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July 17, 2006



Change, influence what you have control over. Try to let the rest of it take care of itself. I think my energy is best used putting it to the most effective use.


No deep thoughts... Just remembering the good old days when I lived in Washington Heights, took the bus down to Fairway and got a gypsy cab home. No one who hasn't done it would truly understand!


I shop just like you do here in Pittsburgh and didn't feel bad about it at all until I read your essay about class and privilege and all the rest. Due to our extremely poor public transportation here I don't even bus it like you and drive to my various shops, markets, and big box stores.

Very thought-provoking!


Tanna, you're right. I know it's okay for me to provide good food for myself and my partner, while I also think about ways that I can help to insure that others also have access to good food.

Kristine, I sooo get it! Long ago when I lived in Brooklyn, I would schlep groceries home from Fairway sometimes -- that, of course, was before there was a Brooklyn Fairway, and before I had a car...

Rebecca, I didn't mean to provoke your guilt. I am actually coming to the answer that it is necessary for us to feed and take care of ourselves as well as possible; we can't possibly take care of anyone else unless we do that. But I guess I am searching for some personal balance here.


Hi Julie - I'm just discovering your blog. I really enjoy it. I think about these issues a lot. I'm living in Paris for the time being and it's a daily struggle with the metro/apathy/hassle to shop at the smaller markets vs. the big stores. How lovely you got to live in Aix! I've visited and I love Provence. I find that even when I do shop at the big stores I have to go every other day, at least, so I'm unsure how convenient it really is?! I find myself picking out a few fruits and veggies I think are really superior at the smaller markets and buying other staples at the big stores. I guess it's how we manage. Thanks for a great post!


I remember a similar situation in the series "1940s House" a while back, when after she had lived "in the past" for three months, the mother of the family actually preferred doing her shopping at the half-dozen or so places, the butcher, the greengrocer, and so on, instead of at the supermarket. Lots of reasons, many of which you mentioned.

I feel much the same as you do, I think, except that the public transportation where I live is next-to-impossible. I do walk to the markets sometimes, but there aren't many within walking distance, and I have young-ish children as well. And there is a choice between farmers' market/not-so-convenient and super-big-box/simple -- or between organic and astronomically expensive or chemical-filled and within-my-budget. Where is the balance point? It makes me FEEL better (if poorer) to do the farmer's market and organic route, to be sure -- worth thinking about.

Thanks for sharing --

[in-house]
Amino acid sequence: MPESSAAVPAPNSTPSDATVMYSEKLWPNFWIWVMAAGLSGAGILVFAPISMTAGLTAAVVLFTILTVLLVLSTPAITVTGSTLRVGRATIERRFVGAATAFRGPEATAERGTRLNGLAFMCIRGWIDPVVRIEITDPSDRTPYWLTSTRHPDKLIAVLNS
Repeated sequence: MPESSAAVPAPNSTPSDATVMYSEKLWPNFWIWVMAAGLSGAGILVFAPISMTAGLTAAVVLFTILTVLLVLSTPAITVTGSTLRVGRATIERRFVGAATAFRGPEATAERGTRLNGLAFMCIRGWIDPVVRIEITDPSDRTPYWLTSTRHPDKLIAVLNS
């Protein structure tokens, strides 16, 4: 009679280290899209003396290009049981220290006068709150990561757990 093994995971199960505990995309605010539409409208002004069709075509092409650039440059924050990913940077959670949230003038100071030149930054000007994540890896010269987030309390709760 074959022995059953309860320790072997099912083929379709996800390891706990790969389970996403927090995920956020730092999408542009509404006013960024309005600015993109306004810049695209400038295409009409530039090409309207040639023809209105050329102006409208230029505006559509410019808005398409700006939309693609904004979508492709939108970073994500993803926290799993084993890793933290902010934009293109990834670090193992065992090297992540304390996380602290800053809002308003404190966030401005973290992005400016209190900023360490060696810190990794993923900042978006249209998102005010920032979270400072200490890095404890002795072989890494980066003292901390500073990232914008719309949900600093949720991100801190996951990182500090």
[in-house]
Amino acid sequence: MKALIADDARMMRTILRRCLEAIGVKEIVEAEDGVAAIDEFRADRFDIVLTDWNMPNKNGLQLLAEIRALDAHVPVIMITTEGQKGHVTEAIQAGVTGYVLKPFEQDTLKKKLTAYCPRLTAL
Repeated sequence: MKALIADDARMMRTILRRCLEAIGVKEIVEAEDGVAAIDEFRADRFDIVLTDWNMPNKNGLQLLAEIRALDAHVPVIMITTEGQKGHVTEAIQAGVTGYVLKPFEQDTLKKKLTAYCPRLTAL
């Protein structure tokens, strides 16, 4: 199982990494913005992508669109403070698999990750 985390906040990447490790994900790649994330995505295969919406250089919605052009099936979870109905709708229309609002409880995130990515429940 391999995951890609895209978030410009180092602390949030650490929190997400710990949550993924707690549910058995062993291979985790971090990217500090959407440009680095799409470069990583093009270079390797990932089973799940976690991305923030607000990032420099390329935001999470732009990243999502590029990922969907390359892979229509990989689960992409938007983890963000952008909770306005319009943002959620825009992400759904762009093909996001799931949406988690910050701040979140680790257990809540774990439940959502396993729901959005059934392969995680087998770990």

Hi Megan and Jeanne -- I keep re-reading this post, and feeling as if it still didn't really say what I wanted it to. I'm still struggling with these ideas and haven't quite put my finger on where I want it to go, somehow. Thanks so much for your comments -- your reflection really helps.


The thing is, food is really a biggie. It's pretty much about all of life; it has emotional resonances and political meaning in every aspect. So, no wonder you can't get a handle on the whole thing at once. It would be like having a theory that covered all aspects of love, or something. You can really only get a grip on parts of it at a time.
I think that may be why so many people write food blogs. I mean, you can just go on and on about these things forever, and sometimes it's going to be pretty trivial, and sometimes it's close to the bone.
Sometimes, food shopping is an entertainment, sometimes it is serious business, sometimes it is both. I love my CSA box, in part because I have no car, as well as for its other significant merits.
You raise a lot of good questions, some of which I'd like to answer for myself someday.


PS ooops, I realize I didn't actually say anything at all. what I mean is...yeah, what you said.

Annie Hall

I have your answer....FRESH DIRECT...it has changed my life. Seriously. Try it.


And yeah, Lindy, what you said, too. I'm grappling with thoughts around how half of human history is about getting enough to eat, and the other half is about -- well, I don't think I even want to go there. It's just that it feels like one of those places where we've overshot, gone too far, and need to begin backtracking at least slightly...

Annie Hall, thanks for your comment. I know Fresh Direct is considered a fantastic service for many time-crunched folks out there. Honestly, I wasn't complaining about spending the time to shop in 3 different places. That's not my problem. And I like to touch and smell and choose my food, so FD probably is not my solution. I'm thinking more about issues of equity and access, actually.

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